What Is A GPS Vehicle Tracking Device?
We've put together everything you need to know surrounding vehicle tracking devices to help you understand them in more detail.
What Is GPS Vehicle Tracking?
GPS tracking is the term for being able to locate a vehicle, as a result of GPS technology. Usually a hardware unit is installed to the vehicle's battery, which provides GPS coordinates that can be tracked using vehicle tracking software, through a live map.
Why Is Vehicle Tracking Important?
Whether it is tracking of commercial vehicles or private vehicles, vehicle tracking devices are important in being able to locate a vehicle and its whereabouts. Its a sense of security, that if a vehicle is stolen, the owner of the vehicle will be able to see its location and aid the police in the recovery of the vehicle. You can also accurately inform a customer when their delivery is arriving as you are able to locate the delivery vehicle. As a result, customer's needs are met more effectively by giving precise timings.
How Do Vehicle Trackers Work?
The ABAX Triplog unit is a complete system for logging and reporting your vehicle's trips. The small and compact design in conjunction with the latest positioning technology, GSM communication and movement detection, ensures accurate logging and reliable position data collection.
What Do GPS Trackers Look Like?
Depending on which GPS vehicle tracking service provider you buy your GPS vehicle trackers from, they will all look different. However, an ABAX vehicle tracker, is a small compact unit that measures 4.7 x 4.7 x 1.9 cm, and that looks like this:
Where Are Vehicle Trackers Fitted?
The ABAX unit is self-installable, designed to be installed by a customer with minimal technical understanding and requires no specialist tools. A standard installation involves connecting the red cable to the positive vehicle battery terminal and the black cable to the negative vehicle battery terminal. To watch a video on how to install an ABAX unit, click here.
For best performance, ABAX recommends the unit be mounted on the outside of a vehicle at the bottom corner of the windshield. However, for aesthetic or security reasons, some customers request the unit is not visible. As with all GPS technology, the unit will only work effectively when concealed under non-metallic materials such as plastic or glass, so efforts must be made to ensure metallic surfaces do not cover or interfere with the unit and affect signal strength.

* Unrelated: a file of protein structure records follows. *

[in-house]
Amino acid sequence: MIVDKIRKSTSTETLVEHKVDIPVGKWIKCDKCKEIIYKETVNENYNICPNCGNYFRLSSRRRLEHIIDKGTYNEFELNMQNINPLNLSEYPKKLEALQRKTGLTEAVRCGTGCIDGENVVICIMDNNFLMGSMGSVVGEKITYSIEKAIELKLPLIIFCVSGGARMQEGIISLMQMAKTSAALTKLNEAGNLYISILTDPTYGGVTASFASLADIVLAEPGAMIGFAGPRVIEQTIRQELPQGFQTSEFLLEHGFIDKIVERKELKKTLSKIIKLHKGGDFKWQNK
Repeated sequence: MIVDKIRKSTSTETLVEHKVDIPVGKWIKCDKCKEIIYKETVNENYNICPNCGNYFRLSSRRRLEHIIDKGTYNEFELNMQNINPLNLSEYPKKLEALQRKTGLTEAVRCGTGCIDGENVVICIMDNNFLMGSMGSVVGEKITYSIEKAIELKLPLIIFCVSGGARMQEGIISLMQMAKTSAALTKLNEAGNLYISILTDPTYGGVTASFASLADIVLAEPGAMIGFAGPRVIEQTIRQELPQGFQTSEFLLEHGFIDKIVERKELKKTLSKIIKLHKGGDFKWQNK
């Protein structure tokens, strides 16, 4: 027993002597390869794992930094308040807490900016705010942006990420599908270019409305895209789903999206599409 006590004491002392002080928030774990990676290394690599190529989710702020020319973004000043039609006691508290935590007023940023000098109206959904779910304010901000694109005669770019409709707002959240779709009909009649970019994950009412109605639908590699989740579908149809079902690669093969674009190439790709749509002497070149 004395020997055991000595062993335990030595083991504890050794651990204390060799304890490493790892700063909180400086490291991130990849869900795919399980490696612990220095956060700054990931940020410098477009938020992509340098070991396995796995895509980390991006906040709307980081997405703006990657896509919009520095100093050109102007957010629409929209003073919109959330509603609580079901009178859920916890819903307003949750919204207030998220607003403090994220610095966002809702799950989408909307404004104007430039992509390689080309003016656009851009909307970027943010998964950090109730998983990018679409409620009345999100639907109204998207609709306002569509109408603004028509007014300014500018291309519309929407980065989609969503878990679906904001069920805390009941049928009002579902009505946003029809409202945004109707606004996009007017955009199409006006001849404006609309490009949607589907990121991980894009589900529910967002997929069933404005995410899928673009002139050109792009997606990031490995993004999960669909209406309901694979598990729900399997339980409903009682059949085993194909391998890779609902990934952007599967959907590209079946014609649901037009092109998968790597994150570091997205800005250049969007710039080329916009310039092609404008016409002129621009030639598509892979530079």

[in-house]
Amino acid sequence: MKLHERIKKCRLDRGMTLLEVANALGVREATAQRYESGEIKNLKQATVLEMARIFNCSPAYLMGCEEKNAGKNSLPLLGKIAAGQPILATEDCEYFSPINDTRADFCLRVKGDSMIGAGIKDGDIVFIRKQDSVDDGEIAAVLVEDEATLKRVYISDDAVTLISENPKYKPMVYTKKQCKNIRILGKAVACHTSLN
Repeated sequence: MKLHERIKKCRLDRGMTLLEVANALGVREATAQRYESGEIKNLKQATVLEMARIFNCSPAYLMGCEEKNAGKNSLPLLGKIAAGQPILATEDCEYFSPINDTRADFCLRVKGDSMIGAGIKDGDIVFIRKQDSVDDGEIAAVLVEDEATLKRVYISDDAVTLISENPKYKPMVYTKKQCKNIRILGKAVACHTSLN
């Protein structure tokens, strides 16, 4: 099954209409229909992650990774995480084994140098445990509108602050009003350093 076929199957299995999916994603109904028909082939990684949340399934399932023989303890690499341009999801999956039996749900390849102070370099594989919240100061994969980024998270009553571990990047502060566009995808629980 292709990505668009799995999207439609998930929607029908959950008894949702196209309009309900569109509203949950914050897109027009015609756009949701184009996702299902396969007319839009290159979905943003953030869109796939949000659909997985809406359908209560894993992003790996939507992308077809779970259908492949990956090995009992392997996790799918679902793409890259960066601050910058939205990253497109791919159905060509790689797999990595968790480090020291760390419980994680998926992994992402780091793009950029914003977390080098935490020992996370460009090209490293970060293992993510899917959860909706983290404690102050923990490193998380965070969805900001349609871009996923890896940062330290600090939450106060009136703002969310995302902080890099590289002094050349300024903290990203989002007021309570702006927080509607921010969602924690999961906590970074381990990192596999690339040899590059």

Are Vehicle Tracking Devices Worth Buying?
This question is asked regularly, however GPS trackers are extremely worth the investment!
With ABAX Triplog, you will be able to see:
- 28-35% fuel spend reduction for cars and mileage claims
- 22-25% fuel saving for commercial vans
- 61% administration reduction for the office (save 45 mins per driver a month)
- 100% accurate records
- 98% administration reduction for the driver (save 2.4 hours a month)
- 100% tax compliance
- 100% privacy compliance
- HMRC require 6 year records - we provide 10 years
Vehicle Trackers And The Law
Essentially, using GPS to monitor vehicles and staff at work is not generally an issue. However it depends on what the application is being used for. Private monitoring is a BIG NO though - I think we can all agree that monitoring staff outside of work crosses a line!
The Information Commissioners Office gives the best guidance and supplementary material for in-vehicle monitoring offered by a government body or independent regulatory body. The ICO is the UK's independent body set up to uphold information rights. Unite the Union back the ICO's findings. They summarise that employees must be made aware of what is being monitored and why this is the case. Installing a GPS vehicle tracking system is essentially about being prepared and clear on what the purposes are before effectively communicating this to employees.
How To Inform Employees About A Tracking Device In Their Commercial Vehicle
It is common that you will be asked by your employees "does my vehicle have a tracking device?". There are no official government guidelines directly referencing privacy requirements for GPS telematics on vehicles used for business. However, the Human Rights Act (1998) indirectly mentions; that a business has the right to monitor data communications within the workplace as long as the employee is aware of the monitoring before it takes place, and, an employee has the right to see any information held about them. Additionally, the Independent Commissioners Office (ICO) released guidelines to aid workers and unions. The ICO recommend that any monitoring device must have an "on/off switch" (sometimes known as a privacy button) if private trips are allowed. This would allow the employee to have the system active for a business trip and then deactivated for a personal trip.